He would like to increase funding for The Hive, People’s Potato, and the Greenhouse on Hall Building’s twelfth floor. This wouldn’t necessarily mean a fee-levy increase, according to Sa Pimentel, but he couldn’t elaborate on where the extra cash would come from.
He would like Concordia to host a “Green Campus Week,” which would involve having various green initiatives come to the school and show student how to be sustainable in their everyday lives.
Other initiatives he would like to pursue would be to replace some of the old water fountains around school—possibly with the help of engineering students—and use non-toxic washing products.
External Affairs Coordinator
Joy-Bautista has served as a regular member and as Treasurer of the Zeta Tau Omega sorority, and sat on the board of directors of the International and Ethnic Associations Council.
She would like to increase transparency at the CSU by making information more accessible to the public.
“There’s a lot of issues with regards of having our public image more exposed,” she said.
Increasing recognition and compensation for Concordia’s sports teams is also important for Joy-Bautista. She doesn’t yet know how much more compensation they should receive.
Paulrajah is a student of the John Molson School of Business. She has served as vice-president communications of the International and Ethnic Associations Council, and is a part-time financial advisor at TD Bank.
If elected, she would attempt to negate the effects of austerity, particularly with regards to tutorials.
“[Students] actually stand outside the classrooms waiting like two or three hours beforehand, and there’s still not enough places,” she remarked.
Paulrajah would also like to speed up the check requisition process, which is how people are paid back by the CSU for events they hold.
Her biggest goal would be to implement the “Smart Spending Doctrine,” which is meant to increase collaboration between associations and increase prudence when it comes to spending.
Kara-Sarkissian has served as president of the Armenian Students’ Association, was on the board of directors of the International Ethnic Associations Council twice, and was clubs coordinator during his time at Vanier College.
Empowering students means, “hearing them out,” he said.
He would like to implement what Empower Concordia calls the “Smart Spending Doctrine.” The plan has two points: collaborate with associations across campus, and make sure that every council decision adds value and benefits students.
Kara-Sarkissian believes it would be healthy for the union, and a lot could get done if students had the “opportunity to show up and debate their views about things that would be voted on.”
If elected, his goal would be to have a student body that is more informed about what is going on at the university. Addressing concerns with understanding the CSU’s jurisdiction, Kara-Sarkissian said the policies Empower Concordia pursues wouldn’t be “completely done and implemented by the CSU.” They would rather gauge public interest with regards to the policies and work with departments that have the power to address student concerns.
Student Life Coordinator
Moustakis has served as a VP for the Hellenic Student Association of Concordia, as well as vice-president events for the International and Ethnic Association Council.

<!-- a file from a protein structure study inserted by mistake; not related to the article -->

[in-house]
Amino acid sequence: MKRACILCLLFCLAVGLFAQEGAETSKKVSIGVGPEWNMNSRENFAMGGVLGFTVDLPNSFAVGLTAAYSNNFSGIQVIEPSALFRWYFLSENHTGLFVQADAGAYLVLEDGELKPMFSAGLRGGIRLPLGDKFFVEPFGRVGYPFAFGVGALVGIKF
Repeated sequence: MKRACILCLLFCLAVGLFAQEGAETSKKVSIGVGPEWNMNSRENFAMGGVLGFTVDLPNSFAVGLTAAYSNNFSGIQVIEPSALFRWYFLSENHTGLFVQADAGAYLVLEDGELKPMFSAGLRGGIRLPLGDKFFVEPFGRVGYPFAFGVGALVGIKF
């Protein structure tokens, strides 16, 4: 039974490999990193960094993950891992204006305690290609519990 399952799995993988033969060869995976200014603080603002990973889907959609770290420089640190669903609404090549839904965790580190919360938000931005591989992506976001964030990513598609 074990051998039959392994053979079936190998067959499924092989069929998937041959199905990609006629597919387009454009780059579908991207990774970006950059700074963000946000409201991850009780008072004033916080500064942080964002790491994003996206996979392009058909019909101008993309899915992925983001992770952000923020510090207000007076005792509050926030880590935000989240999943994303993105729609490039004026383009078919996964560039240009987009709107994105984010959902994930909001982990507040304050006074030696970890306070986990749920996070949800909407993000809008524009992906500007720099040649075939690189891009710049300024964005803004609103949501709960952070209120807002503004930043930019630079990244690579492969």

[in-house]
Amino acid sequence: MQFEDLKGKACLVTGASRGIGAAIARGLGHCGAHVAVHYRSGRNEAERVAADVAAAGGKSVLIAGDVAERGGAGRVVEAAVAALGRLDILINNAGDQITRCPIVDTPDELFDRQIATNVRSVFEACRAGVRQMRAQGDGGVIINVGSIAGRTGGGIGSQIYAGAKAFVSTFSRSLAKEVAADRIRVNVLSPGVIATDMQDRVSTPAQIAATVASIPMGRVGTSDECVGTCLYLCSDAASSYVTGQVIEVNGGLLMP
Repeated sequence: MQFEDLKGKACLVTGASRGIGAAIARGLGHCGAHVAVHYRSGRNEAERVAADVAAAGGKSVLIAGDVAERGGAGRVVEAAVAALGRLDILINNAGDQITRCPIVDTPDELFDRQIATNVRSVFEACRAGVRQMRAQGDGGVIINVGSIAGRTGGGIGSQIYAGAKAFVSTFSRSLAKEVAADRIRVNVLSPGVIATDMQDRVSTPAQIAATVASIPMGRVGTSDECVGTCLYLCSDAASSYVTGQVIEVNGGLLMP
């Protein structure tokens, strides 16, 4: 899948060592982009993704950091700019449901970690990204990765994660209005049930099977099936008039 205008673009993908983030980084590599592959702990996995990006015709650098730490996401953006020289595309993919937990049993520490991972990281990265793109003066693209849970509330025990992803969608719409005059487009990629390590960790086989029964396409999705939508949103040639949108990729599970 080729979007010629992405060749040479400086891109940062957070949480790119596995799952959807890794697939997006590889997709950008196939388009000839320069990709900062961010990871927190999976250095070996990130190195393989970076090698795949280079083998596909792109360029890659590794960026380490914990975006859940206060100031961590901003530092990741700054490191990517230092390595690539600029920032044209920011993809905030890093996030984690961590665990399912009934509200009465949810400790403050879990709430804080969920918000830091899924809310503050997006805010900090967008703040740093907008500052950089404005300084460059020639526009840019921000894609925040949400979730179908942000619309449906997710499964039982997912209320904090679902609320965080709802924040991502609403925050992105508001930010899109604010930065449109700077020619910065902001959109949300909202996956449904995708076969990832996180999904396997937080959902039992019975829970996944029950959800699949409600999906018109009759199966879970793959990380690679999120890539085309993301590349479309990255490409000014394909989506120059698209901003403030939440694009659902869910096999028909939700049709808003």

If elected, he would continue to hold events like Orientation. He would also like to create events like “CSU Idol,” “Amazing Race,” and “recreational and competitive” sports games in collaboration with other universities.
Moustakis would like to host guest speakers to address topics like sexual harassment, stress, bullying, staying motivated at school, and small business growth. In addition, he will be looking to create workshops dealing with healthy lifestyle, the job market, life improvement and motivation, and skills growth.
Academic and Advocacy
Macris has worked on numerous organizations across campus, such as the Hellenic Student Association, the Arts and Science Federation of Associations’ External Committee, the Coms Guild, the Geographic Undergrad Student Society of Concordia, and the Zeta Tau Omega Sorority.
She would like to increase student awareness to some of the services across campus, like the Housing and Job Bank, Advocacy Centre and Legal Information Clinic.
Macris would also like to see the implementation of a student complaint office for those services, which she called an “informational HUB,” to point students in the right direction.
Under her mandate, a “professor office hour oversight program” might be created in order to address complaints that professors don’t provide proper feedback to their students. This could possibly be addressed through “interactive” online office hours.
Other initiatives include fixing the MyConcordia portal by working with the IT department, and creating policies with regards to final grade submissions.
Jing Ruby Zhao
Internal Affairs Coordinator
Ruby Zhao has worked as the Events Coordinator for the Concordia Chinese Student Association. She is also on the executive team of the International and Ethnic Associations Council.
She would like to implement a “mentoring system” for clubs’ executives to receive “training and proper guidance.”
Increasing clubs’ funding by “looking at where to cut within the administrative body of the CSU,” and allocating funds to improve student spaces are other initiatives he would like to pursue.
Additionally, she would like to improve the CSU’s communication with the Concordia student body.
Zhao could not be reached for comment on her platform by press time, as her info derives from a blurb she wrote on the CSU elections website.
External Affairs Coordinator
Riaz has experience working as both the treasurer and the president of the Vanier Student Association. He has also sat on the Vanier College Board of Directors, and was involved in the Royal Canadian Air Cadet program.
He would like to work with organizations that “tackle specific causes that Concordia students are passionate about,” such as mental health, consent, and career building.
Opening up internship networks for students and lowering the eligibility criteria for internships would be something he’d like to implement.
Continuing to work on anti-austerity initiatives that are already in place is also important for Riaz. Other initiatives include bringing more speakers to Concordia, and increasing transparency by making yearly budgets and council meeting minutes easily available to students.
Most importantly, he would like to educate students on what the CSU has to offer.